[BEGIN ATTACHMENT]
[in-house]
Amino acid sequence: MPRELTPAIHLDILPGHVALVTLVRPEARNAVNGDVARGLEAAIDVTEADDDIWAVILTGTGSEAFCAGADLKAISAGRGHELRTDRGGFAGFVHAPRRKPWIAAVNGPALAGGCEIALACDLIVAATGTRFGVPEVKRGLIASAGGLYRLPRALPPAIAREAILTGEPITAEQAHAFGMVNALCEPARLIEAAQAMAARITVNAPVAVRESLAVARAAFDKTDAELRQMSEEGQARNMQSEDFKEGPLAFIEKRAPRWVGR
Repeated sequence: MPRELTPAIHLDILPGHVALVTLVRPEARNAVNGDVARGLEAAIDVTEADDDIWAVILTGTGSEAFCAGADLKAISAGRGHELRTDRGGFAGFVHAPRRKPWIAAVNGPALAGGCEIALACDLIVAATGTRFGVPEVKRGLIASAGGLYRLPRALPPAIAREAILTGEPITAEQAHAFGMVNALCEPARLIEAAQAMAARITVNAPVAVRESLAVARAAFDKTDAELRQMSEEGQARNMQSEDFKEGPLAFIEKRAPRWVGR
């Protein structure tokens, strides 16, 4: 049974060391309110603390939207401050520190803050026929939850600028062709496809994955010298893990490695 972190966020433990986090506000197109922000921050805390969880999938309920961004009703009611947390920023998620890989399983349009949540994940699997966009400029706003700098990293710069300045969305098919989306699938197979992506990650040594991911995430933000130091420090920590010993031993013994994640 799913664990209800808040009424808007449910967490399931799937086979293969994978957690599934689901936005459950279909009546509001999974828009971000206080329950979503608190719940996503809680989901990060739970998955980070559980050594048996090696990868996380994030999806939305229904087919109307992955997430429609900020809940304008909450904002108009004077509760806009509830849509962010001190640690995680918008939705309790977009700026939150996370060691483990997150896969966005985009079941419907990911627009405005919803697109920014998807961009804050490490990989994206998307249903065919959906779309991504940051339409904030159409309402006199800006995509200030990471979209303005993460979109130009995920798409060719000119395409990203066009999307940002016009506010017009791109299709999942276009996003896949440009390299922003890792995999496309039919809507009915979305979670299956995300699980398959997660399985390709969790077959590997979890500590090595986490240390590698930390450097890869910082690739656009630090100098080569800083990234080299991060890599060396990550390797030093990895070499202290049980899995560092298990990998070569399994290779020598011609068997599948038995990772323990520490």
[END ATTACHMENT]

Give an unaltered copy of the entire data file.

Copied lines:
[in-house]
Amino acid sequence: MPRELTPAIHLDILPGHVALVTLVRPEARNAVNGDVARGLEAAIDVTEADDDIWAVILTGTGSEAFCAGADLKAISAGRGHELRTDRGGFAGFVHAPRRKPWIAAVNGPALAGGCEIALACDLIVAATGTRFGVPEVKRGLIASAGGLYRLPRALPPAIAREAILTGEPITAEQAHAFGMVNALCEPARLIEAAQAMAARITVNAPVAVRESLAVARAAFDKTDAELRQMSEEGQARNMQSEDFKEGPLAFIEKRAPRWVGR
Repeated sequence: MPRELTPAIHLDILPGHVALVTLVRPEARNAVNGDVARGLEAAIDVTEADDDIWAVILTGTGSEAFCAGADLKAISAGRGHELRTDRGGFAGFVHAPRRKPWIAAVNGPALAGGCEIALACDLIVAATGTRFGVPEVKRGLIASAGGLYRLPRALPPAIAREAILTGEPITAEQAHAFGMVNALCEPARLIEAAQAMAARITVNAPVAVRESLAVARAAFDKTDAELRQMSEEGQARNMQSEDFKEGPLAFIEKRAPRWVGR
């Protein structure tokens, strides 16, 4: 049974060391309110603390939207401050520190803050026929939850600028062709496809994955010298893990490695 972190966020433990986090506000197109922000921050805390969880999938309920961004009703009611947390920023998620890989399983349009949540994940699997966009400029706003700098990293710069300045969305098919989306699938197979992506990650040594991911995430933000130091420090920590010993031993013994994640 799913664990209800808040009424808007449910967490399931799937086979293969994978957690599934689901936005459950279909009546509001999974828009971000206080329950979503608190719940996503809680989901990060739970998955980070559980050594048996090696990868996380994030999806939305229904087919109307992955997430429609900020809940304008909450904002108009004077509760806009509830849509962010001190640690995680918008939705309790977009700026939150996370060691483990997150896969966005985009079941419907990911627009405005919803697109920014998807961009804050490490990989994206998307249903065919959906779309991504940051339409904030159409309402006199800006995509200030990471979209303005993460979109130009995920798409060719000119395409990203066009999307940002016009506010017009791109299709999942276009996003896949440009390299922003890792995999496309039919809507009915979305979670299956995300699980398959997660399985390709969790077959590997979890500590090595986490240390590698930390450097890869910082690739656009630090100098080569800083990234080299991060890599060396990550390797030093990895070499202290049980899995560092298990990998070569399994290779020598011609068997599948038995990772323990520490």